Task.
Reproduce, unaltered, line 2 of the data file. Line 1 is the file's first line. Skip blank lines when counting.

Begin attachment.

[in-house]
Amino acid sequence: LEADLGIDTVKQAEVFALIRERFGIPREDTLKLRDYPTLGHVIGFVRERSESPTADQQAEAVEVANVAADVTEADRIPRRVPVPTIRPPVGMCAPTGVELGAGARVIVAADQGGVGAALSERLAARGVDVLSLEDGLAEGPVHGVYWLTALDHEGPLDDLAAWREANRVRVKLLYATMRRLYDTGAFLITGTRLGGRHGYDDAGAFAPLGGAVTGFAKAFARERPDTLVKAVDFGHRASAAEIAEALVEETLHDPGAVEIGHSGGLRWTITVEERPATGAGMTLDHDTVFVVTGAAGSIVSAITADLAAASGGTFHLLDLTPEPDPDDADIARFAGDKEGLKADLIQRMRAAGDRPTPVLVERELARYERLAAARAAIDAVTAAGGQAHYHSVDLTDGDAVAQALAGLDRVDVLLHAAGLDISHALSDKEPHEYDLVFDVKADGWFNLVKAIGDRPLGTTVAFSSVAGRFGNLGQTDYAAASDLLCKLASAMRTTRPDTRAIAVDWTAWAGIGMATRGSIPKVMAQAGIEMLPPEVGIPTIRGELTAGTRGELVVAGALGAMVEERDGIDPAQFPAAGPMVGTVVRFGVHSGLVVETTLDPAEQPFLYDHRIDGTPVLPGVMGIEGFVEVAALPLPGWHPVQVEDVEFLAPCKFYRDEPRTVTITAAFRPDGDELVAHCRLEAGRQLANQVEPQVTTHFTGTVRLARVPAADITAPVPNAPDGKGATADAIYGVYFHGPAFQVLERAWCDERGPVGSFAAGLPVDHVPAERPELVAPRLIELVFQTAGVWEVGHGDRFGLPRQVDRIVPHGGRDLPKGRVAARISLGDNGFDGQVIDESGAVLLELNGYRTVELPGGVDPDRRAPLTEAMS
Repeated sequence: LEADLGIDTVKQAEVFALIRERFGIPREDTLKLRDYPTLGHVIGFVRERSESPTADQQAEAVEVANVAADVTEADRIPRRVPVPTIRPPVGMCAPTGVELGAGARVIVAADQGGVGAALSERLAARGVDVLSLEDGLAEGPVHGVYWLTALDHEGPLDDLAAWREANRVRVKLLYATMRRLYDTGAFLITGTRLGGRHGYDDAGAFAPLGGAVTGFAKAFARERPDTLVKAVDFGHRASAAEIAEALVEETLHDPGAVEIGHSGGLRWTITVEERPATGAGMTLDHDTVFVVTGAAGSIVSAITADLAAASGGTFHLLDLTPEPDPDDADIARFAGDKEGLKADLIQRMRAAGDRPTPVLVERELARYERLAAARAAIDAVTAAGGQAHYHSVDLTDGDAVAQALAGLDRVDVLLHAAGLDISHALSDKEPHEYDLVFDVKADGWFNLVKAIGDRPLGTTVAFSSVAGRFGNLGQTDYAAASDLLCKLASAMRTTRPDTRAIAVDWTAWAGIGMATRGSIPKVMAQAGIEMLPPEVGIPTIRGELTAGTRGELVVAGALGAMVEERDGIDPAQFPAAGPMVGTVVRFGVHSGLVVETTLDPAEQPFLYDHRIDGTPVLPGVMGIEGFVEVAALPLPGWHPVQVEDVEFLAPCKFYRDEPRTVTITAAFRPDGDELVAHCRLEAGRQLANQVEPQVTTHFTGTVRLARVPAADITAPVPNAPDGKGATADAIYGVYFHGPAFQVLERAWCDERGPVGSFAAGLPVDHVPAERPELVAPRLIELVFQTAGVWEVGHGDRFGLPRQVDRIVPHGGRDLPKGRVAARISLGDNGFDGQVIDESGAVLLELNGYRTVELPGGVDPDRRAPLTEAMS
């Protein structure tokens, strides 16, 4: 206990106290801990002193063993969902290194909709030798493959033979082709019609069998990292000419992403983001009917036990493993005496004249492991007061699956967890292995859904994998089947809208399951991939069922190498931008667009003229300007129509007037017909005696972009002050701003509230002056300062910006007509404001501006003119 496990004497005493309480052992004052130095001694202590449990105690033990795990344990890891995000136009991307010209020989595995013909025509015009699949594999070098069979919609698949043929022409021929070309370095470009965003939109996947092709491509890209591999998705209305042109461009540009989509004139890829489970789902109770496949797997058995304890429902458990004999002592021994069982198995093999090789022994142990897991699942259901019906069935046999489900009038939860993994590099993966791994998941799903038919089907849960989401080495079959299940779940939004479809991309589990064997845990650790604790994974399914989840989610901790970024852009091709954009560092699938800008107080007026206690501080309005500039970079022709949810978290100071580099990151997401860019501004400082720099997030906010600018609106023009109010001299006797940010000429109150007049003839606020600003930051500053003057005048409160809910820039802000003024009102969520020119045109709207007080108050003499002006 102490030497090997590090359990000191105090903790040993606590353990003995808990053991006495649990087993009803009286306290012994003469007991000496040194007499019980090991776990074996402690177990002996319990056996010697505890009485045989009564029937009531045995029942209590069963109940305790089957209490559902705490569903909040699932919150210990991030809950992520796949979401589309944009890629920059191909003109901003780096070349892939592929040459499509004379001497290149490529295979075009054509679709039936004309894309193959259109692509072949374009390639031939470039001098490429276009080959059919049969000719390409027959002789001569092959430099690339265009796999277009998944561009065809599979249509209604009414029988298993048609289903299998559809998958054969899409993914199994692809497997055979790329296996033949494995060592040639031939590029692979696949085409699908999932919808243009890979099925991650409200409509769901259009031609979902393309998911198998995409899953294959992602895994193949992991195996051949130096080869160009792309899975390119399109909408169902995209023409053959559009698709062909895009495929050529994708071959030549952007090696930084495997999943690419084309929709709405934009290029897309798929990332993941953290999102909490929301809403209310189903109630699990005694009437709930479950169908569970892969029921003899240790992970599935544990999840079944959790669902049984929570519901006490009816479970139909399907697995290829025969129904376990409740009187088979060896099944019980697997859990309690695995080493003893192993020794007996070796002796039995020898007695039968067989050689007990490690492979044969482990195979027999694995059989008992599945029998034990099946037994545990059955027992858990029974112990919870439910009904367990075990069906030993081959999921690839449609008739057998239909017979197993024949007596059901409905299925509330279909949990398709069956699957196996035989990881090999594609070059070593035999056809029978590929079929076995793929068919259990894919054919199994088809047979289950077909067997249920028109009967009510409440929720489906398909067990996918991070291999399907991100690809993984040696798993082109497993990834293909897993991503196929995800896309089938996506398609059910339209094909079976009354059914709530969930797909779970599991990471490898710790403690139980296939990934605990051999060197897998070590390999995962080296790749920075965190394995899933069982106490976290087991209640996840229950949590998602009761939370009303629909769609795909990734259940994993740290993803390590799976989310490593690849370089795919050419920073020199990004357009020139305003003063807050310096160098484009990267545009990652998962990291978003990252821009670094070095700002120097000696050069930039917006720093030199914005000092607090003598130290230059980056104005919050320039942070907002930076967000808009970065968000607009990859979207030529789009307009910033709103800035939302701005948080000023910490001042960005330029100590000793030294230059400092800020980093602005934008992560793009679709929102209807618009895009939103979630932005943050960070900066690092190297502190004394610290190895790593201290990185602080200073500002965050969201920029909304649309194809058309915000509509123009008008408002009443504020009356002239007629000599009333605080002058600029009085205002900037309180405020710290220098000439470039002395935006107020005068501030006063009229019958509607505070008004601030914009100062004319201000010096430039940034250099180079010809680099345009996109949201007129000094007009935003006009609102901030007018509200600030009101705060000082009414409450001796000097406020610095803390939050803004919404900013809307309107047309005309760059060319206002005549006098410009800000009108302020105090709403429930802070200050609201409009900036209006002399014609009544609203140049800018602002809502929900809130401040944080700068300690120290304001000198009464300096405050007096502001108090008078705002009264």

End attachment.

Amino acid sequence: LEADLGIDTVKQAEVFALIRERFGIPREDTLKLRDYPTLGHVIGFVRERSESPTADQQAEAVEVANVAADVTEADRIPRRVPVPTIRPPVGMCAPTGVELGAGARVIVAADQGGVGAALSERLAARGVDVLSLEDGLAEGPVHGVYWLTALDHEGPLDDLAAWREANRVRVKLLYATMRRLYDTGAFLITGTRLGGRHGYDDAGAFAPLGGAVTGFAKAFARERPDTLVKAVDFGHRASAAEIAEALVEETLHDPGAVEIGHSGGLRWTITVEERPATGAGMTLDHDTVFVVTGAAGSIVSAITADLAAASGGTFHLLDLTPEPDPDDADIARFAGDKEGLKADLIQRMRAAGDRPTPVLVERELARYERLAAARAAIDAVTAAGGQAHYHSVDLTDGDAVAQALAGLDRVDVLLHAAGLDISHALSDKEPHEYDLVFDVKADGWFNLVKAIGDRPLGTTVAFSSVAGRFGNLGQTDYAAASDLLCKLASAMRTTRPDTRAIAVDWTAWAGIGMATRGSIPKVMAQAGIEMLPPEVGIPTIRGELTAGTRGELVVAGALGAMVEERDGIDPAQFPAAGPMVGTVVRFGVHSGLVVETTLDPAEQPFLYDHRIDGTPVLPGVMGIEGFVEVAALPLPGWHPVQVEDVEFLAPCKFYRDEPRTVTITAAFRPDGDELVAHCRLEAGRQLANQVEPQVTTHFTGTVRLARVPAADITAPVPNAPDGKGATADAIYGVYFHGPAFQVLERAWCDERGPVGSFAAGLPVDHVPAERPELVAPRLIELVFQTAGVWEVGHGDRFGLPRQVDRIVPHGGRDLPKGRVAARISLGDNGFDGQVIDESGAVLLELNGYRTVELPGGVDPDRRAPLTEAMS